Iran-US relations are even more perilous than before the lifting of sanctions. Trump’s protectionist policy threatens a new offensive against foreign companies, so Tehran is building bigger housing complexes, diversifying its oil export market to Europe, and offering shale oil extraction.
A former US negotiator now advises the EU to provide Iran with more than €2bn a year in trade in euros. Nothing says sanctions are coming out of the shadows like an economy that thrives with a helping hand.
The Guardian view on the Iranian nuclear deal: forget about replacing it | Editorial Read more
The final deadline to determine if the Iran nuclear deal is still valid is this month. Last weekend in Zurich, diplomats from some signatories are gathering to discuss the future of the deal. As the optimism was building, Trump pulled America out of the deal and said he would reimpose sanctions. This is expected to close most US oil and gas markets to Iran. Will Europe stand by to help?
Last week’s announcement by the US Treasury secretary, Steven Mnuchin, that Britain, China, France and Germany cannot do business with Iran provided is already in effect has yet to spark retaliation. If European businesses cannot buy Iranian oil, they will not buy anything. However, in the run-up to the reimposition of sanctions, the European commission must intervene on behalf of European firms and governments. Last week French finance minister Bruno Le Maire warned that European companies will be put out of business unless Europe takes action to support them.
The US restriction on foreign companies doing business with Iran had been a key element of the 2015 deal, which opened up the market and removed sanctions that were wreaking havoc with financial markets. It is now feared that by revoking it, the US will choke off European companies from other parts of the world. It would add another layer of insecurity to the difficult situation Europe finds itself in with Iran.
Under the terms of the Iran deal, Iran was supposed to limit its stockpile of enriched uranium to levels safe for no one to reprocess, meaning no country with research facilities would build a facility to break down its fuel into bomb-grade material. After several failures to agree on how to stop Iran from building the capacity to make a bomb, last month the P5+1 group of countries (the US, Russia, China, Britain, France and Germany) announced that it would consider ways to ensure Iran did not build a bomb.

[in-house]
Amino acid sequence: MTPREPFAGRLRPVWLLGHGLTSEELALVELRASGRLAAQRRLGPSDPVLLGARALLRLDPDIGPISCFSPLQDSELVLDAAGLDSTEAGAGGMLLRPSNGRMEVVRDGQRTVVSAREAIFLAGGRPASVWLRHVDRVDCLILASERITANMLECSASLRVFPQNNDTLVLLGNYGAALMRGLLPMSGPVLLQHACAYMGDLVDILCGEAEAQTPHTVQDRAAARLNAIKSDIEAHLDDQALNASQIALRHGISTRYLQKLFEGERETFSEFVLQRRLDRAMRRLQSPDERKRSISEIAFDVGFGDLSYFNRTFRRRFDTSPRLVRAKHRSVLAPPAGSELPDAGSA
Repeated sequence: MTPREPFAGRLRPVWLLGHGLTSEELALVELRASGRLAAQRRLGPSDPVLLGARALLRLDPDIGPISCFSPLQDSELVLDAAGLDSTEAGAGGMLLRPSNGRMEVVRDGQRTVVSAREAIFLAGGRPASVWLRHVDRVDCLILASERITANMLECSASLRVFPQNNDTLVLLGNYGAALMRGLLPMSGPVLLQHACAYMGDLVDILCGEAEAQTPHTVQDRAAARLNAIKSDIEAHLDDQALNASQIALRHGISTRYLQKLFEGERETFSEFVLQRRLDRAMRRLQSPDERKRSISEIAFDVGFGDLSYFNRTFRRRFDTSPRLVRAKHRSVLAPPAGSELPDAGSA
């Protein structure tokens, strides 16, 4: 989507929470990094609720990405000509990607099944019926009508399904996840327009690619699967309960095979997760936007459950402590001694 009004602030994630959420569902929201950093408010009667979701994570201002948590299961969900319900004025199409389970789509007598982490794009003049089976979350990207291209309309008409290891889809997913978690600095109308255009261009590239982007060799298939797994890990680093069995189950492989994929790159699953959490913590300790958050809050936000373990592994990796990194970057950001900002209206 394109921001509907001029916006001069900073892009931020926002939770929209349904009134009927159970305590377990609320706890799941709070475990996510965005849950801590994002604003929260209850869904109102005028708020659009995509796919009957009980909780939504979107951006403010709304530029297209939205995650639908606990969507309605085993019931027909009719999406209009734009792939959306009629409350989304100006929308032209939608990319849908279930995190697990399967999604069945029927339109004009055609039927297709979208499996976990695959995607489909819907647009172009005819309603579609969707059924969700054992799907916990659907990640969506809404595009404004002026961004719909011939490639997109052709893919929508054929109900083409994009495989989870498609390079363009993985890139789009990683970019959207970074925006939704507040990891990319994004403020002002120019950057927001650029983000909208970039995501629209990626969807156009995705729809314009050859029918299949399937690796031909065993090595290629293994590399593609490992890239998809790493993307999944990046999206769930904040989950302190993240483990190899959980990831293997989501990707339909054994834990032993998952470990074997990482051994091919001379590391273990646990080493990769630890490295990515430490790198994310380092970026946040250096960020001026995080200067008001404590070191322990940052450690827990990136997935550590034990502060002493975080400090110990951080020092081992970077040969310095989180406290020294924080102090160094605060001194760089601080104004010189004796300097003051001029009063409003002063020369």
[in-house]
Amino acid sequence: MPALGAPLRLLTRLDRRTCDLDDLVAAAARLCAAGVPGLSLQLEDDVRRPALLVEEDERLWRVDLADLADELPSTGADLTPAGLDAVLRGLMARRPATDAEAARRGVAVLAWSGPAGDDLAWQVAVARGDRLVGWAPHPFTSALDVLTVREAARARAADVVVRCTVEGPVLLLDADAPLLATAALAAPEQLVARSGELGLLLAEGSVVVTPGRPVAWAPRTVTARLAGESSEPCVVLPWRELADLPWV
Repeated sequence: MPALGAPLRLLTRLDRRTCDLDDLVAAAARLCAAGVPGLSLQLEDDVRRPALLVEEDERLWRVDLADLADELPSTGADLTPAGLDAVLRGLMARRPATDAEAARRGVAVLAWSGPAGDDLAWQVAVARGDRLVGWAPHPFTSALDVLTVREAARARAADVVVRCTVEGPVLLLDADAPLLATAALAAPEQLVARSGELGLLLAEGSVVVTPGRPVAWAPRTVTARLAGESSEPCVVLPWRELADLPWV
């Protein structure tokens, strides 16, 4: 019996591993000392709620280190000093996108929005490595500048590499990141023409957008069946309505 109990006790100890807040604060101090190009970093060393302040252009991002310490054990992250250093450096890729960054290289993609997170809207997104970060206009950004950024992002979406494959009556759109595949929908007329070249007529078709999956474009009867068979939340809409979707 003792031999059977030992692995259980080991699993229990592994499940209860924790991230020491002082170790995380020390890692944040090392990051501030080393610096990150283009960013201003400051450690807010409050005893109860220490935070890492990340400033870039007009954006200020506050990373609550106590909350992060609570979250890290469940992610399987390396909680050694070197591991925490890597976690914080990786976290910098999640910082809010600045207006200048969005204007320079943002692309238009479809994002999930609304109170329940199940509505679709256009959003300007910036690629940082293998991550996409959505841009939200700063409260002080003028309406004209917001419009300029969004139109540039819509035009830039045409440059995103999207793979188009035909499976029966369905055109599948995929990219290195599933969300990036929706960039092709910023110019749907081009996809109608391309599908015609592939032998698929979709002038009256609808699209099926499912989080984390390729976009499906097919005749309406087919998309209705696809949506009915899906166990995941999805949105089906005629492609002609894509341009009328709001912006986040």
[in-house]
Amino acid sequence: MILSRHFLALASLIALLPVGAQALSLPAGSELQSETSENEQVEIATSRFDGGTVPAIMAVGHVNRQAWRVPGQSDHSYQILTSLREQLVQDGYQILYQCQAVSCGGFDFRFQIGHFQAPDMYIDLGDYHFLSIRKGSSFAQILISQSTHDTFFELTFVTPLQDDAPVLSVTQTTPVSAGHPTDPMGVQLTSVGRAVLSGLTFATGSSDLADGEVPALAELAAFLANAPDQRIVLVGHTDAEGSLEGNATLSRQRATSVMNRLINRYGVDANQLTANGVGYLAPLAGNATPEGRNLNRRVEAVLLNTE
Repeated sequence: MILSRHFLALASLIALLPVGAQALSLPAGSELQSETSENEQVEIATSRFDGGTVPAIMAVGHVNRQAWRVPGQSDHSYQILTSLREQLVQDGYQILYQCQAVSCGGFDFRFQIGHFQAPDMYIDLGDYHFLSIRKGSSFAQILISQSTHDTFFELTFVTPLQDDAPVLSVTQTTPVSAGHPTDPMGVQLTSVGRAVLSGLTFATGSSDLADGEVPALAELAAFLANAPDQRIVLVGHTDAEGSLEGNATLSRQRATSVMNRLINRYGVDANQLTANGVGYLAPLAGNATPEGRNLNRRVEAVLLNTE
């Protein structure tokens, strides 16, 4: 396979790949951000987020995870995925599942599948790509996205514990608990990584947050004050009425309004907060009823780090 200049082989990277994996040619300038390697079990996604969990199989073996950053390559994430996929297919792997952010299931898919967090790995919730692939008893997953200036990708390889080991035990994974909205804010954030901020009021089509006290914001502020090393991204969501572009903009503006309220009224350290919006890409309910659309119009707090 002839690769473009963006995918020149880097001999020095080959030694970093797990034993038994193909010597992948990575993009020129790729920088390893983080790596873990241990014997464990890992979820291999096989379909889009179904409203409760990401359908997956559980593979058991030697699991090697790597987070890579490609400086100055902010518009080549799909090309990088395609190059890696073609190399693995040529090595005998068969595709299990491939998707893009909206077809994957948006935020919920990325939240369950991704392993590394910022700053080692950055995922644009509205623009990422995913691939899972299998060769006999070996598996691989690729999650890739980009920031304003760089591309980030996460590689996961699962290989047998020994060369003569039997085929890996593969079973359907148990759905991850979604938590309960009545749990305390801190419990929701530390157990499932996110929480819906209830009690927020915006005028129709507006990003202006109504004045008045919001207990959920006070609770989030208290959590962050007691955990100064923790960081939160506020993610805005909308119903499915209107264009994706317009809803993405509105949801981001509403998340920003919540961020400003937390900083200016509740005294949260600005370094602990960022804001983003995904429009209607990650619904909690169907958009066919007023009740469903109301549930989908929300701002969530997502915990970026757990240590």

The critical next step is to convince Iran to sign up to stringent restrictions on its nuclear programme. Currently Iran is believed to have as many as 7,000 centrifuges, half of which are at Natanz.
With some 15 years to go before its scheduled breakout, Iran has made immense strides in enriching uranium and doing so safely. The Europeans, while welcoming technological advance, oppose the rapid development of nuclear arms, which they say would continue to increase the risk of nuclear war. To enter into discussions on non-proliferation, Iran is required to carry out an extensive amount of medical research on nuclear materials, and sign the Comprehensive Nuclear-Test-Ban Treaty, which would put Iran under international monitoring.
The US must address the principal concerns of the P5+1, but a contradiction still remains. In order to keep Iran from building a bomb, which would potentially destabilise the region, Trump has insisted that Iran should continue to abide by the provisions of the 2015 nuclear deal. Washington has informed European countries that the sanctions would revert to full impact in 15 days unless a full and comprehensive agreement was in place. Meanwhile, Tehran has not been obliged to enter into any agreements until the sanctions are lifted. With Iran trading mostly with domestic banks, this has left Europeans in a difficult position.
The key is to avoid the confrontation in which Trump is pushing, and forge a consensus on what concrete steps are necessary to curb Iran’s nuclear programme, but also on efforts to prevent the destruction of the deal.